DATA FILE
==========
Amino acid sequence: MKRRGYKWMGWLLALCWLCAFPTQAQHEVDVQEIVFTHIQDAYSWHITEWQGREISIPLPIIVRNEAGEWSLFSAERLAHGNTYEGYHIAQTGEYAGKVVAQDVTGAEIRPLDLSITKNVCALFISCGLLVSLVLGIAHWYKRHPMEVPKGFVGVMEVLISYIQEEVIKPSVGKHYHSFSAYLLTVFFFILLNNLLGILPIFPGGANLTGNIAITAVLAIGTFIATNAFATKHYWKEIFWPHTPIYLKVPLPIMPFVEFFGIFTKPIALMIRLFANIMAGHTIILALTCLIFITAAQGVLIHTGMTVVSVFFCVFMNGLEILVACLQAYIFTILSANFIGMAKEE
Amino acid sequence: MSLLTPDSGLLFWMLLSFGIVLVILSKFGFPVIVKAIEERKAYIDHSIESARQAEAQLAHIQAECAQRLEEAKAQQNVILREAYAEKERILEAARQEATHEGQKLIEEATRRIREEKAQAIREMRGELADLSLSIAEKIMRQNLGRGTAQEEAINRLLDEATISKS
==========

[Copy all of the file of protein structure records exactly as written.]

Amino acid sequence: MKRRGYKWMGWLLALCWLCAFPTQAQHEVDVQEIVFTHIQDAYSWHITEWQGREISIPLPIIVRNEAGEWSLFSAERLAHGNTYEGYHIAQTGEYAGKVVAQDVTGAEIRPLDLSITKNVCALFISCGLLVSLVLGIAHWYKRHPMEVPKGFVGVMEVLISYIQEEVIKPSVGKHYHSFSAYLLTVFFFILLNNLLGILPIFPGGANLTGNIAITAVLAIGTFIATNAFATKHYWKEIFWPHTPIYLKVPLPIMPFVEFFGIFTKPIALMIRLFANIMAGHTIILALTCLIFITAAQGVLIHTGMTVVSVFFCVFMNGLEILVACLQAYIFTILSANFIGMAKEE
Amino acid sequence: MSLLTPDSGLLFWMLLSFGIVLVILSKFGFPVIVKAIEERKAYIDHSIESARQAEAQLAHIQAECAQRLEEAKAQQNVILREAYAEKERILEAARQEATHEGQKLIEEATRRIREEKAQAIREMRGELADLSLSIAEKIMRQNLGRGTAQEEAINRLLDEATISKS